There are easier, and cheaper, ways to “hack” an election.
More than one way to hack an election
Online voter registration is much more vulnerable to such actions. “Since December, hundreds of millions of voters in the U.S., the Philippines, Turkey and Mexico have had their data discovered on the web in unprotected form,” notes The Hill, with attacks against third party contractors in the US accounting for many of the breaches here.
These systems can also simply crash at the last minute, preventing people from signing up.
Although this could lead to instances of fraud where false names are given, and thus wrongly added to the electoral rolls, the most likely resulting problem would be the invalidating of legitimate sign-ups. This, in fact, is the sort of problem facing the State of Indiana last month with its voter registration website. Although people are not likely to be deleted, “the biggest concern would be for a hacker to change an address and request an absentee ballot,” even by just deliberately misspelling name and addresses.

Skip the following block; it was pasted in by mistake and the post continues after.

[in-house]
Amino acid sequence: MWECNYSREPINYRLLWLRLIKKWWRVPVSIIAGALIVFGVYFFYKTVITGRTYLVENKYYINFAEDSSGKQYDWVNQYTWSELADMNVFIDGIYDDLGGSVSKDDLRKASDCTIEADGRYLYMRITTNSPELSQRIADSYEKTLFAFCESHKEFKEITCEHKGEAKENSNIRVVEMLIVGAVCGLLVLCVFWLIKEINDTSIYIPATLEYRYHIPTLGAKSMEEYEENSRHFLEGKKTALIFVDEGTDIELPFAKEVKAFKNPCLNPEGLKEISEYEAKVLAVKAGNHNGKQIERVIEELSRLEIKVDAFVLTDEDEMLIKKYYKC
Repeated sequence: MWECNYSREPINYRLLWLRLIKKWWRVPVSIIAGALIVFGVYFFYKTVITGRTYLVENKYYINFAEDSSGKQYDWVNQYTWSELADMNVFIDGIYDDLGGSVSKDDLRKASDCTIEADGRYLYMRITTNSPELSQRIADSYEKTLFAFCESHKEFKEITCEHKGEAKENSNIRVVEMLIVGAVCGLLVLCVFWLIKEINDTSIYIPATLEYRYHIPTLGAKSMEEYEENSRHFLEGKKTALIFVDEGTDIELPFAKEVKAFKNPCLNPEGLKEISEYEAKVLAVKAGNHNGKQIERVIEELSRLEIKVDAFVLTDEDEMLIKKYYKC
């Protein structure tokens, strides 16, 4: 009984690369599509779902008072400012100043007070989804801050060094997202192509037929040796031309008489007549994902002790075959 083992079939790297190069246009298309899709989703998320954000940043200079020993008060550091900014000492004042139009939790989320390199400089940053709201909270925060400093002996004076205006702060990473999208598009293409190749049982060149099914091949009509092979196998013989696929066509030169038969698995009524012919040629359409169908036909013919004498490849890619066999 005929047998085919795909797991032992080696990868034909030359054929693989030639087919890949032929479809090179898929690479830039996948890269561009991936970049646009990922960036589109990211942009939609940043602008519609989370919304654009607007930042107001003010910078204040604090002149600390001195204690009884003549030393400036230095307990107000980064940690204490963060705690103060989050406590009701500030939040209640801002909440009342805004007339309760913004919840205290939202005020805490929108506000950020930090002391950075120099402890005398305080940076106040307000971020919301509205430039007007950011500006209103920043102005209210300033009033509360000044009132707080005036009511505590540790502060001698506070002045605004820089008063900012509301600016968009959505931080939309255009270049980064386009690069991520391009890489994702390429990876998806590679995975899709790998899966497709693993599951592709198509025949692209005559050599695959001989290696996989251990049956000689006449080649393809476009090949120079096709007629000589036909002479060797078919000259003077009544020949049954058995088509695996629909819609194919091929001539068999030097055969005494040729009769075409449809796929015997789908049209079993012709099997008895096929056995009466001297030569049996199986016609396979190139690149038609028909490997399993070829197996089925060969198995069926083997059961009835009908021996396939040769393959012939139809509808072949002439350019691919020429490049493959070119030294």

Measures to address such worst-case scenarios are relatively simple, though. The Brennan Center outlines several, such as mandatory hardcopy backups, routine scans for abnormal traffic patterns or volume, and automatic transaction logs that mark down every single change made to a voter’s profile online.
Irregularities like these would still be detectable at polling places on voting days, though, and hard to actually conceal mass fraud with. The damage would be done, but the manipulation would probably be detected and remedied through the courts or recounts by hand.
So, directly changing the results through hacking, whether against the machines or the voter rolls, is a longshot. Real damage, though, could be done to destroy trust in the process itself with much less effort or fear or discovery.
Indeed, depending on who is doing the manipulation, that might be the end goal. That is to call into question the election’s legitimacy, undermining the result in a subtler way, rather than in favor of one specific winner or loser.